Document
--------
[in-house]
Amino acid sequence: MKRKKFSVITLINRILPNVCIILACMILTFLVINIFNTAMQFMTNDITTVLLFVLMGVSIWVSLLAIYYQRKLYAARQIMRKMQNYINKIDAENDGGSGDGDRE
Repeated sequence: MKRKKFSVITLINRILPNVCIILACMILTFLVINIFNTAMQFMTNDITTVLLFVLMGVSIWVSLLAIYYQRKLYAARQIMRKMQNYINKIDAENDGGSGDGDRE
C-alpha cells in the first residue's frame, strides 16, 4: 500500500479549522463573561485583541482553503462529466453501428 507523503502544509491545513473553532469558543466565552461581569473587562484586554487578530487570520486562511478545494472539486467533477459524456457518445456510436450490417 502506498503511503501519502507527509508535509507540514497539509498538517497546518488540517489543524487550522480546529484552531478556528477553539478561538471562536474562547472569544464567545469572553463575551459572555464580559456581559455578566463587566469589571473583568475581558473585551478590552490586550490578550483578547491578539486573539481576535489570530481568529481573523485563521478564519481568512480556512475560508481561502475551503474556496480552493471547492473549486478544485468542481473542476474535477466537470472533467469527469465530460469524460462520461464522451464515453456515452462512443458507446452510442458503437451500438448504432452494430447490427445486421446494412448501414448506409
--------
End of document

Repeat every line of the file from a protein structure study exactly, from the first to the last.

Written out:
[in-house]
Amino acid sequence: MKRKKFSVITLINRILPNVCIILACMILTFLVINIFNTAMQFMTNDITTVLLFVLMGVSIWVSLLAIYYQRKLYAARQIMRKMQNYINKIDAENDGGSGDGDRE
Repeated sequence: MKRKKFSVITLINRILPNVCIILACMILTFLVINIFNTAMQFMTNDITTVLLFVLMGVSIWVSLLAIYYQRKLYAARQIMRKMQNYINKIDAENDGGSGDGDRE
C-alpha cells in the first residue's frame, strides 16, 4: 500500500479549522463573561485583541482553503462529466453501428 507523503502544509491545513473553532469558543466565552461581569473587562484586554487578530487570520486562511478545494472539486467533477459524456457518445456510436450490417 502506498503511503501519502507527509508535509507540514497539509498538517497546518488540517489543524487550522480546529484552531478556528477553539478561538471562536474562547472569544464567545469572553463575551459572555464580559456581559455578566463587566469589571473583568475581558473585551478590552490586550490578550483578547491578539486573539481576535489570530481568529481573523485563521478564519481568512480556512475560508481561502475551503474556496480552493471547492473549486478544485468542481473542476474535477466537470472533467469527469465530460469524460462520461464522451464515453456515452462512443458507446452510442458503437451500438448504432452494430447490427445486421446494412448501414448506409